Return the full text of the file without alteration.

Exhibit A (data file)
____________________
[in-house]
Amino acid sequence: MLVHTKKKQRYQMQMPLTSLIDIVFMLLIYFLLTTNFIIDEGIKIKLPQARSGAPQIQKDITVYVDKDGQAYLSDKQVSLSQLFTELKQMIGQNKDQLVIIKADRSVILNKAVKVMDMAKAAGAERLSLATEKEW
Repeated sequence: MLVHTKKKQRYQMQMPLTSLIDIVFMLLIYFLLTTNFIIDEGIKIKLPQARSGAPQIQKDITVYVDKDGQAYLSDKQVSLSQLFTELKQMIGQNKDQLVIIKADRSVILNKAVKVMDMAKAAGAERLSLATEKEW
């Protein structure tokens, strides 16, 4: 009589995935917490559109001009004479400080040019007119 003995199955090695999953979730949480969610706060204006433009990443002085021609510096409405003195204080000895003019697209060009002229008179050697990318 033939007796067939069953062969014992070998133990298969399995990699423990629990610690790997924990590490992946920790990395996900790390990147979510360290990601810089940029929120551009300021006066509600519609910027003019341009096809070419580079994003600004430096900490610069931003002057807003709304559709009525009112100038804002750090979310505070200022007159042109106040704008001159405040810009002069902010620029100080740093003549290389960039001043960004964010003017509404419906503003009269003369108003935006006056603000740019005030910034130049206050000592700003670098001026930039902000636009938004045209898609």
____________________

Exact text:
[in-house]
Amino acid sequence: MLVHTKKKQRYQMQMPLTSLIDIVFMLLIYFLLTTNFIIDEGIKIKLPQARSGAPQIQKDITVYVDKDGQAYLSDKQVSLSQLFTELKQMIGQNKDQLVIIKADRSVILNKAVKVMDMAKAAGAERLSLATEKEW
Repeated sequence: MLVHTKKKQRYQMQMPLTSLIDIVFMLLIYFLLTTNFIIDEGIKIKLPQARSGAPQIQKDITVYVDKDGQAYLSDKQVSLSQLFTELKQMIGQNKDQLVIIKADRSVILNKAVKVMDMAKAAGAERLSLATEKEW
């Protein structure tokens, strides 16, 4: 009589995935917490559109001009004479400080040019007119 003995199955090695999953979730949480969610706060204006433009990443002085021609510096409405003195204080000895003019697209060009002229008179050697990318 033939007796067939069953062969014992070998133990298969399995990699423990629990610690790997924990590490992946920790990395996900790390990147979510360290990601810089940029929120551009300021006066509600519609910027003019341009096809070419580079994003600004430096900490610069931003002057807003709304559709009525009112100038804002750090979310505070200022007159042109106040704008001159405040810009002069902010620029100080740093003549290389960039001043960004964010003017509404419906503003009269003369108003935006006056603000740019005030910034130049206050000592700003670098001026930039902000636009938004045209898609």